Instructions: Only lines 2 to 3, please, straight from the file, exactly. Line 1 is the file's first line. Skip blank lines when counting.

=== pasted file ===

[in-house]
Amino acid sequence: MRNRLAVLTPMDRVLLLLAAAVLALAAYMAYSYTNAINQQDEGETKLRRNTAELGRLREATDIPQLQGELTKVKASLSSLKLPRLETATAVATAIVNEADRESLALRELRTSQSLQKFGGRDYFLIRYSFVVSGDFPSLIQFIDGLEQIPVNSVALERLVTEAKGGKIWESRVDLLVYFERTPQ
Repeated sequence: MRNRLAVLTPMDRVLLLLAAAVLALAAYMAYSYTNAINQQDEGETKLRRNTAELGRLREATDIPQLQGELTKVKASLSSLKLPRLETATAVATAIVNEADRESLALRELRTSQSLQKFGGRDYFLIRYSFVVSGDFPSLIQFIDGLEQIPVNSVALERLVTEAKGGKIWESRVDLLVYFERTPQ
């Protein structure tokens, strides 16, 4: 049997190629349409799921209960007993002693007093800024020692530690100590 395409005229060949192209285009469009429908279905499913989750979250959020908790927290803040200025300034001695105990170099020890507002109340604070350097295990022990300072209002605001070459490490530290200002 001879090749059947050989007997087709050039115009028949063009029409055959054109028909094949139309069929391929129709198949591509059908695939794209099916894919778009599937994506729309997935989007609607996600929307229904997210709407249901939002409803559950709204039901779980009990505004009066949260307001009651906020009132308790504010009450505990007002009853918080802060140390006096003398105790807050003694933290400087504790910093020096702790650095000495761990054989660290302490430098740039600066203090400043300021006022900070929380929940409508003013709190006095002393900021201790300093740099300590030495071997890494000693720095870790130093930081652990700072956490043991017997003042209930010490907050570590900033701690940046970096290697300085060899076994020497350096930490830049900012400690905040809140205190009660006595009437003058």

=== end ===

Amino acid sequence: MRNRLAVLTPMDRVLLLLAAAVLALAAYMAYSYTNAINQQDEGETKLRRNTAELGRLREATDIPQLQGELTKVKASLSSLKLPRLETATAVATAIVNEADRESLALRELRTSQSLQKFGGRDYFLIRYSFVVSGDFPSLIQFIDGLEQIPVNSVALERLVTEAKGGKIWESRVDLLVYFERTPQ
Repeated sequence: MRNRLAVLTPMDRVLLLLAAAVLALAAYMAYSYTNAINQQDEGETKLRRNTAELGRLREATDIPQLQGELTKVKASLSSLKLPRLETATAVATAIVNEADRESLALRELRTSQSLQKFGGRDYFLIRYSFVVSGDFPSLIQFIDGLEQIPVNSVALERLVTEAKGGKIWESRVDLLVYFERTPQ